The Indian household air-cooler market is estimated at 7-8 mln units, with 25% share held by organized players, valued at roughly 20 bln rupees. Of this, Symphony Ltd holds a market share of 45%.
However, delay in the summer season the past two years has led the company to look at commercial and industrial coolers new avenues for growth.
The company is also mulling a buyback to reward its shareholders, who have seen its share price fall from 2,209 rupees in January 2018 to a low of 815 rupees in October the same year, a level last seen in December 2014.
“Best to share it (cash) with the shareholders, instead of retaining it…buyback is most likely that would happen,” Achal Bakeri, chairman and managing director of Symphony Ltd, told Cogencis in an interview.
Following are the edited excerpts of the interaction with Bakeri:
Q: Analysts predict 27% growth for you by 2022, even when your net profit has been down 36-49% the last three quarters. How do you see this scenario?
A: This is by no means the worst we have seen. We were bankrupt in 2002 and almost ceased to be a company. But we survived. This (the fall in net profit the last three quarters) is an aberration, which certainly caught us unawares. We saw a summer like this in 1996, when we had a huge amount of inventory. But we were a small company then.
This year too inventory has built up due to a bad summer. Lot of material did not move in the first quarter and the hangover can still be felt. If all goes well, April onwards, the summer should strike with its normal intensity and things would be back to normal.
Q: What gives you confidence of better times ahead?
A: We make coolers for homes, which has been our mainstay all these years. For a few years now, we have been importing industrial coolers from our subsidiary in Mexico. We will now be producing them in India by 2019-20.
For last couple of years, we have also been bringing in a small quantity of commercial coolers, which is a large portable cooler, from our China facility. We have begun to develop that range locally and unveiled that range through a soft launch a fortnight ago at a trade fair in New Delhi.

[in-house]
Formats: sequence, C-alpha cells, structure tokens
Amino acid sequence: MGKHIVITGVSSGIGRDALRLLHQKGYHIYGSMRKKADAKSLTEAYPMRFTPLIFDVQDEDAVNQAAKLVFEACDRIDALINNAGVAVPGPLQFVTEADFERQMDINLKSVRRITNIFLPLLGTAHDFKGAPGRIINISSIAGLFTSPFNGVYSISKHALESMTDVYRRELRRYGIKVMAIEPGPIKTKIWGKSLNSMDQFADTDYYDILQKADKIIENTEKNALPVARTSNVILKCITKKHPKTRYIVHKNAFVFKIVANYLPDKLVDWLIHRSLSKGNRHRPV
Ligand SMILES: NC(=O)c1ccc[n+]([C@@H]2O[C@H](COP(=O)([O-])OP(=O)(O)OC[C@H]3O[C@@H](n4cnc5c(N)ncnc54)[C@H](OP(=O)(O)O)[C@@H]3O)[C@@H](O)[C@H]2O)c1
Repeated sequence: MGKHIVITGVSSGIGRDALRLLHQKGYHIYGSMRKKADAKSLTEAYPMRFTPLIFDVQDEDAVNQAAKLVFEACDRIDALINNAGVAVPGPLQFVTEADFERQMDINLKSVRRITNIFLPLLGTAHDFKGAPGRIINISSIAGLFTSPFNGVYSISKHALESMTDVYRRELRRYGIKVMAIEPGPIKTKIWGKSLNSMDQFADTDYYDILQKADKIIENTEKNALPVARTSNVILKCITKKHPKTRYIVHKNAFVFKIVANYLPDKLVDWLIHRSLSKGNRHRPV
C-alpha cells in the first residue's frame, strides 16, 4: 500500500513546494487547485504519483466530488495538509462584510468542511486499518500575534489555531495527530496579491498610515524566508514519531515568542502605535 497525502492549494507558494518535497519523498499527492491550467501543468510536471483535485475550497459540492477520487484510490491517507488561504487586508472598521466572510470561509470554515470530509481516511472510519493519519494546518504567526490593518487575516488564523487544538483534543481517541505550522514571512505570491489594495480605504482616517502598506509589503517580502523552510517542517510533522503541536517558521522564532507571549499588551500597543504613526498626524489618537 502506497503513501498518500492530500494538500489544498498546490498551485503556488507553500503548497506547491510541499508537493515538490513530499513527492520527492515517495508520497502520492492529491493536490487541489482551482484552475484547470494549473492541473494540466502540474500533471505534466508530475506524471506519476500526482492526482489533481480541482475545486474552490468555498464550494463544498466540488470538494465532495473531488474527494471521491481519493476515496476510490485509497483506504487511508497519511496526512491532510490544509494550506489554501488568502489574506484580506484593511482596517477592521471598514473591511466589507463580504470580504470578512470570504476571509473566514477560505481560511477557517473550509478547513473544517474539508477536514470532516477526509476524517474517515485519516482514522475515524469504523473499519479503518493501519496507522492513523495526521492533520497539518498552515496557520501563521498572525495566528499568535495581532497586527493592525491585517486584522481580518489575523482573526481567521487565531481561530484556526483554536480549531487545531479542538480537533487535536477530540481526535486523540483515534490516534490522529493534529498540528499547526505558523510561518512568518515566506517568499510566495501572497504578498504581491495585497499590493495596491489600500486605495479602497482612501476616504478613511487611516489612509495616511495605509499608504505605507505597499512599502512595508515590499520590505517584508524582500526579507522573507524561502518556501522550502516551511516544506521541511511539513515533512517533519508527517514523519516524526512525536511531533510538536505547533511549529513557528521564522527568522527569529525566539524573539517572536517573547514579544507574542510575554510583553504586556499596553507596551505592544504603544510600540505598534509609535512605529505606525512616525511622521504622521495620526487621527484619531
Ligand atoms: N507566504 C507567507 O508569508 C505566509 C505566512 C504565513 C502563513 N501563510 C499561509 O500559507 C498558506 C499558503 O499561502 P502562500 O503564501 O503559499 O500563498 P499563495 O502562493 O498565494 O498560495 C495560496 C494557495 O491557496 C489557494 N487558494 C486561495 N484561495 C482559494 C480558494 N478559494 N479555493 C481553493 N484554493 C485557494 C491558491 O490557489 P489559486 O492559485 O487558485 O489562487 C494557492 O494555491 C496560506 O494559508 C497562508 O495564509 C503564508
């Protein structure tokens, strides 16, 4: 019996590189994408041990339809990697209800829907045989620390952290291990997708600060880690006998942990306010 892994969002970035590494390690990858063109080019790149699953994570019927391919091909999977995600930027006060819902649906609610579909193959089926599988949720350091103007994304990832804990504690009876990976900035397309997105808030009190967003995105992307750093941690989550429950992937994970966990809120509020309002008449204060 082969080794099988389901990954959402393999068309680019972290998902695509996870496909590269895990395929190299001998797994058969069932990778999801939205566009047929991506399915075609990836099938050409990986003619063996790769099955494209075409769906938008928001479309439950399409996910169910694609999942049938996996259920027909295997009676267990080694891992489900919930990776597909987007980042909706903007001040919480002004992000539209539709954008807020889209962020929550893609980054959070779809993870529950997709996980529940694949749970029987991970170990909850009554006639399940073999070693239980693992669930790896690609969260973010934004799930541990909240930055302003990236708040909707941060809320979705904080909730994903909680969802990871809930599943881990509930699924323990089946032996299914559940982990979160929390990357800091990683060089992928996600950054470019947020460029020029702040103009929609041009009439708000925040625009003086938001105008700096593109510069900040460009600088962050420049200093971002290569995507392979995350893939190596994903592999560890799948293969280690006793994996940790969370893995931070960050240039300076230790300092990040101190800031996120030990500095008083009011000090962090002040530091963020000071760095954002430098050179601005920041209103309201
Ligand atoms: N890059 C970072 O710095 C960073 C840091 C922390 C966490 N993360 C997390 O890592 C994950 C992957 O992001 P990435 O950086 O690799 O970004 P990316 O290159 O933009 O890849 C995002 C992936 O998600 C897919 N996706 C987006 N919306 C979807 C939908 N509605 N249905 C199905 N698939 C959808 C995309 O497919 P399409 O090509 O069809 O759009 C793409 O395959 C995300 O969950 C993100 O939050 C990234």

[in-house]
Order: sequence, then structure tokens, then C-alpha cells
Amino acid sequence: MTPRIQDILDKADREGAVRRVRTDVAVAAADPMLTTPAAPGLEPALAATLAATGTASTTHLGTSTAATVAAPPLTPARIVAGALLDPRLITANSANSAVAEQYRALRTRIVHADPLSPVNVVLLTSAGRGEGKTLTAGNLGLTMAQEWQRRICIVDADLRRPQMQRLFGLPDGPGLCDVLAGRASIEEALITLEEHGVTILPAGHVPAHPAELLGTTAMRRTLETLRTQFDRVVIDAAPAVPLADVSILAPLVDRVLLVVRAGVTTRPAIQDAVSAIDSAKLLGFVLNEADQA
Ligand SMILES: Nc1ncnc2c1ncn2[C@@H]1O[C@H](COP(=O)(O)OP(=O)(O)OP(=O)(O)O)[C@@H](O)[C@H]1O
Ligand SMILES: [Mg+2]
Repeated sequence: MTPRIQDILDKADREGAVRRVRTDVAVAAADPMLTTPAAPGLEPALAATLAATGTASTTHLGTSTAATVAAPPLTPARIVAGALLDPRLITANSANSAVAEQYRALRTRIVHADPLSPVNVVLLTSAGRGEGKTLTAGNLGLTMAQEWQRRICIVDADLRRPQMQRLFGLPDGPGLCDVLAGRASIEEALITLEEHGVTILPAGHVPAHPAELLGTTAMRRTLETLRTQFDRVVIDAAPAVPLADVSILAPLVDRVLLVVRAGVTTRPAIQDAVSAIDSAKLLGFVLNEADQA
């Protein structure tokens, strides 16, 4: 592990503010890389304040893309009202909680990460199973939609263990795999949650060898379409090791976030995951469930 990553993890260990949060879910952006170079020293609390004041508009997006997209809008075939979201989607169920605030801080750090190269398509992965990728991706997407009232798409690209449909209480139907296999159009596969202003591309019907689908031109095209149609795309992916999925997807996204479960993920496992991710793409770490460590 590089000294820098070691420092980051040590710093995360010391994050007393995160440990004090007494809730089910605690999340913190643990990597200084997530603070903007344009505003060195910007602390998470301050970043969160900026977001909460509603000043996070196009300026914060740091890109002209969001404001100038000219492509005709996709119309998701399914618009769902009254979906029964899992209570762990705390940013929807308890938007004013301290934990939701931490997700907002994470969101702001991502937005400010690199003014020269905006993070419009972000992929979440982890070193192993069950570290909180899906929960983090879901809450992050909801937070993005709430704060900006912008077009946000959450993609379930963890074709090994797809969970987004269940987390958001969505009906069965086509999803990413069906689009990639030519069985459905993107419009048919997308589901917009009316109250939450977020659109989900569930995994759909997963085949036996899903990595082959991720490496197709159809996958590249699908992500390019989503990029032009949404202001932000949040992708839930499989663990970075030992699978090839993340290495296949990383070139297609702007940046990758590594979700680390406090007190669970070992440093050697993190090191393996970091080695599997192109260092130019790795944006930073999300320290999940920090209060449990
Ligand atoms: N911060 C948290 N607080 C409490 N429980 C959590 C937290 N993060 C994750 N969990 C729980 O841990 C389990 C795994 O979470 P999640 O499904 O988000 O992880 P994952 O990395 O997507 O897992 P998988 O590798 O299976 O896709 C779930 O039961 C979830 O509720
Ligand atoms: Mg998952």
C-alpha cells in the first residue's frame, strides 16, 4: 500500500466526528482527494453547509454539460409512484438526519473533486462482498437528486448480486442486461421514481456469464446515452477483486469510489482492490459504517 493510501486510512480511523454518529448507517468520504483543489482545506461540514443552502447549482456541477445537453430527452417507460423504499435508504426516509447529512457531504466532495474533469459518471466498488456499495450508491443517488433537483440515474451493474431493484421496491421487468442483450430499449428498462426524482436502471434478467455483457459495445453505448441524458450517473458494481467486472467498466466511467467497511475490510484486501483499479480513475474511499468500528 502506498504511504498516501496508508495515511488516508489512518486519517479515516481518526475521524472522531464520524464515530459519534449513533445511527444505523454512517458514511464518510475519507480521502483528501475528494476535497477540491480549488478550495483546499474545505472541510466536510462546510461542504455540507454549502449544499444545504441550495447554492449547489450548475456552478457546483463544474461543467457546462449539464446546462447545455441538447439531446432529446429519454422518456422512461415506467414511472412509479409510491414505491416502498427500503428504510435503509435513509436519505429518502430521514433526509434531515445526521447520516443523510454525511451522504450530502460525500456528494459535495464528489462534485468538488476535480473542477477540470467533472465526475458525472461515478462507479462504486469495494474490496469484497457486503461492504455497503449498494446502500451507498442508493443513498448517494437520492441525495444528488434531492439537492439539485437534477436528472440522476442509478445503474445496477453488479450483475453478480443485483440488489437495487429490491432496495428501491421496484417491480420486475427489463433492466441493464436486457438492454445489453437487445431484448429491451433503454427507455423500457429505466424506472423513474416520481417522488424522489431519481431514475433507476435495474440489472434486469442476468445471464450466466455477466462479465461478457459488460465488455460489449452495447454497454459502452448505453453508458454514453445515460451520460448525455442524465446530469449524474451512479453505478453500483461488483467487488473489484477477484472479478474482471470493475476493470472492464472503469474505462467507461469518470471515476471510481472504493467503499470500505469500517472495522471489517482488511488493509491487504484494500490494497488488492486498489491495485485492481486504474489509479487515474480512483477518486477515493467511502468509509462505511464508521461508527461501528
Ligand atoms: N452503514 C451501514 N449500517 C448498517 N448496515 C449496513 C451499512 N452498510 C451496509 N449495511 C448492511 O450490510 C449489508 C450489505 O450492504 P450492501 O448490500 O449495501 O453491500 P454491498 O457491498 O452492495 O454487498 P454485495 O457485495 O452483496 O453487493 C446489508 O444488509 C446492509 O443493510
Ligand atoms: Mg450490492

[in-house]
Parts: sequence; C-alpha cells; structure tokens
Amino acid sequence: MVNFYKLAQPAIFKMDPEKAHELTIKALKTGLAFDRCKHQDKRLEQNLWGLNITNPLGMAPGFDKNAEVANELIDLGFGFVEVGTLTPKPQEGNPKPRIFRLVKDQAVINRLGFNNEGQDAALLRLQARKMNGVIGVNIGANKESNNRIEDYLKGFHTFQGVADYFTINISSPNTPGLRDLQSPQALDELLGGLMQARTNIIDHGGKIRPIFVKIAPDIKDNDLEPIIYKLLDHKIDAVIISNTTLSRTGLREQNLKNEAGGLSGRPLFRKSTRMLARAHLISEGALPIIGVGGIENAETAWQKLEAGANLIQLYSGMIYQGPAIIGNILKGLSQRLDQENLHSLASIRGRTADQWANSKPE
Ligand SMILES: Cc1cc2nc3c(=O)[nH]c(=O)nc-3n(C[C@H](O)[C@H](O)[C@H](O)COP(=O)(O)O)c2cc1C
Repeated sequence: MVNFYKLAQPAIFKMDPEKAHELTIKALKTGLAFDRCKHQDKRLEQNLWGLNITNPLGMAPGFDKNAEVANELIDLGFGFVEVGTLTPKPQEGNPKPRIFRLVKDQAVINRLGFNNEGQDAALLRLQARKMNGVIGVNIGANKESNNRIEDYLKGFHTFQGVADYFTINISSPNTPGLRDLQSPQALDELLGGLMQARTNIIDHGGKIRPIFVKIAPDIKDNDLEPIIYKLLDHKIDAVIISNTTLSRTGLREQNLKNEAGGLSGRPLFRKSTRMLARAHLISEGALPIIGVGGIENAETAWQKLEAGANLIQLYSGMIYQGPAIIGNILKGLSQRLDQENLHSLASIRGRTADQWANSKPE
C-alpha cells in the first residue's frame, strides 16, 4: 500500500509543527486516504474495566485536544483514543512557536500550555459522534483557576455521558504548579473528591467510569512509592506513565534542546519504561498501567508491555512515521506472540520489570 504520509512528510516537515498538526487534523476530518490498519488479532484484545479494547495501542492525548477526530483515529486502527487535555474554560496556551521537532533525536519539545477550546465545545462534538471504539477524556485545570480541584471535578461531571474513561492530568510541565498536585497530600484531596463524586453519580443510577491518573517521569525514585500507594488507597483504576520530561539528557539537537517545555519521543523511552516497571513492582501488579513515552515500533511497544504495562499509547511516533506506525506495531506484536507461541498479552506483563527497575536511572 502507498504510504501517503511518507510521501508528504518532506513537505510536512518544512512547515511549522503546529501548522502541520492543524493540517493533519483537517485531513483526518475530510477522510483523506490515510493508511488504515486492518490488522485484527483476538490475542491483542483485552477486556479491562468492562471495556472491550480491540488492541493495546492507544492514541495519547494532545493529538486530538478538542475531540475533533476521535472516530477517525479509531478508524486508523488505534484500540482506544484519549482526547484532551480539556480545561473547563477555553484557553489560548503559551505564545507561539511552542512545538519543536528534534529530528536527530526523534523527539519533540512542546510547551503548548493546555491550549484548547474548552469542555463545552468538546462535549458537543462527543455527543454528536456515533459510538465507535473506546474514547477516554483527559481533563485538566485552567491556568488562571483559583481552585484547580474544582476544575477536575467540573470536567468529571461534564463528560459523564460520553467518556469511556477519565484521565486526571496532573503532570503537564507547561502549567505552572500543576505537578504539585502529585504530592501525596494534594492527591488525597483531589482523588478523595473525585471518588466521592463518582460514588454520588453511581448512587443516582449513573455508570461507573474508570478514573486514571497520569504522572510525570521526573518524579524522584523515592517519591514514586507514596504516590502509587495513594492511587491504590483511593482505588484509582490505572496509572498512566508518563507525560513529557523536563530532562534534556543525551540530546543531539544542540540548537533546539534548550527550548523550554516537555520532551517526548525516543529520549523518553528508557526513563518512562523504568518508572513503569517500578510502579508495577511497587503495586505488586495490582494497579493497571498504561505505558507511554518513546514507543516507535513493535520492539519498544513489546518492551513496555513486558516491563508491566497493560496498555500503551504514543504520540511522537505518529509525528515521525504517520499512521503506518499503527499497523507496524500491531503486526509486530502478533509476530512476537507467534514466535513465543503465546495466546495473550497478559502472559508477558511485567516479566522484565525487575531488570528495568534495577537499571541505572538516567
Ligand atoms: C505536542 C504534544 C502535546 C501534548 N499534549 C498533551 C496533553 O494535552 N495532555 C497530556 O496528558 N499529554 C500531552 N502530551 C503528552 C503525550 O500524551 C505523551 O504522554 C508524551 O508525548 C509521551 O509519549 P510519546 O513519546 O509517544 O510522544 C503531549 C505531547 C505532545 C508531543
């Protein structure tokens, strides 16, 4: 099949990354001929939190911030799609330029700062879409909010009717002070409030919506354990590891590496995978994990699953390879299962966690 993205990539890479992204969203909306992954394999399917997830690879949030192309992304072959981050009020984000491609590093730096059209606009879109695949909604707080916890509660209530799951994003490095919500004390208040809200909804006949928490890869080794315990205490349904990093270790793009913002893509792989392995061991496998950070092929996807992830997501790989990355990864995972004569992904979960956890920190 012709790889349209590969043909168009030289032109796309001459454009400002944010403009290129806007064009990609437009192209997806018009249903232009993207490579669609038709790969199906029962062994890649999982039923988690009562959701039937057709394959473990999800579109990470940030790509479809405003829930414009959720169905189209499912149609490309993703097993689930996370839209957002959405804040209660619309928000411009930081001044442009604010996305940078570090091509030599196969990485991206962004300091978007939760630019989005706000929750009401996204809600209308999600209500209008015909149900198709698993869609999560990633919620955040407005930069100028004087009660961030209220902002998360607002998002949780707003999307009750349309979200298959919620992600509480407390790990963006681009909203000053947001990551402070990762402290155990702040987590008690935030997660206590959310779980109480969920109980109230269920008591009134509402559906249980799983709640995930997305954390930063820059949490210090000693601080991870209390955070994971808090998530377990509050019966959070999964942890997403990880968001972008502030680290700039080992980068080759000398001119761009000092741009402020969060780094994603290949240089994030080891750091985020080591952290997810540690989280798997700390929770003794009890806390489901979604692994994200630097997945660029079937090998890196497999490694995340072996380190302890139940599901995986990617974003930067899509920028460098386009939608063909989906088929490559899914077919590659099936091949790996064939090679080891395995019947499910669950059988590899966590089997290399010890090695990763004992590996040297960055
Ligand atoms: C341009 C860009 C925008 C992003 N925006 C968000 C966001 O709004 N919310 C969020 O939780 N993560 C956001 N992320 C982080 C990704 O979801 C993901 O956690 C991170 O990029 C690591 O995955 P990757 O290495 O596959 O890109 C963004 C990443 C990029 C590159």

So we now have two more cylinders–commercial and industrial coolers–that are firing our engine. This will gain momentum.
Q: What kind of numbers are you looking at?
A: Though I will not put a number to it, I have always maintained that our historical CAGR of 25% can be extrapolated into the future.
Q: How would air coolers compete with air-conditioners?
A: Air conditioners are mostly used by households but not for commercial or industrial purposes. Other than the pharmaceutical sector or where you need controlled temperature, nobody uses air-conditioners. There too, they are large and static. Our air coolers are mobile and their operational cost much less.
We also have 31 years of innovation. We have built coolers that look like an air-conditioner, with in-built air purifier, mosquito repellent, and activated by voice command…We have coolers for every need. We have also developed a solar-powered cooler in our China unit.
Q: Which regions are you doing best in India? Is it more urban or semi-urban and rural?
A: Historically, north India is where coolers were sold. We also introduced coolers in the South, and even in the East and North East. Over the years, these markets have picked up, but North remains the biggest market in the country. In terms of rural or urban markets, the top eight metros account for about 40% of our business.
Q: How about online business?
A: It doesn’t contribute a whole lot as yet. But online and modern retail together contribute about 15%. This has been steadily growing, more than the growth of traditional trade.
Q: You have plants globally and presence in 60 countries. However, you do not have anything other than coolers to offer. Are you looking to diversify?
A: In the past we ventured into a dozen different products. We got into making heaters, washing machines, air-conditioners, water purifiers etc. After all that, we came to the conclusion that air coolers work best for us. So we exited all the other products and are now the world’s largest air cooler manufacturing company.
All our subsidiaries in US, Mexico, China and Australia too are primarily air cooler companies. We don’t intend to foray into any other category.
Q: Are you planning any acquisitions?
A: We are not planning any acquisitions, as the one in Australia (Climate Technologies for around 2 bln rupees in June 2018) was relatively recent and a large one by our standards.
Q: Are you comfortable with the cash on your books?
A: We are a debt-free company. Had it not been for a bad year, our cash position would have been higher. In any case, we need not invest a huge amount to keep growing. That is why we disburse a fair degree of retained earnings as a dividend. We see it best to share it with shareholders than retain it.
We have scaled down our dividend (due to dividend tax) and buyback is most likely that would happen, maybe the next financial year, or thereafter. We have not talked about it as yet.
There is a lot involved in buybacks and it is limited to 25% of your net worth. So you can’t do it every year. We would like to do a significant buyback. So we are sort of waiting for our net worth to grow.―Cogencis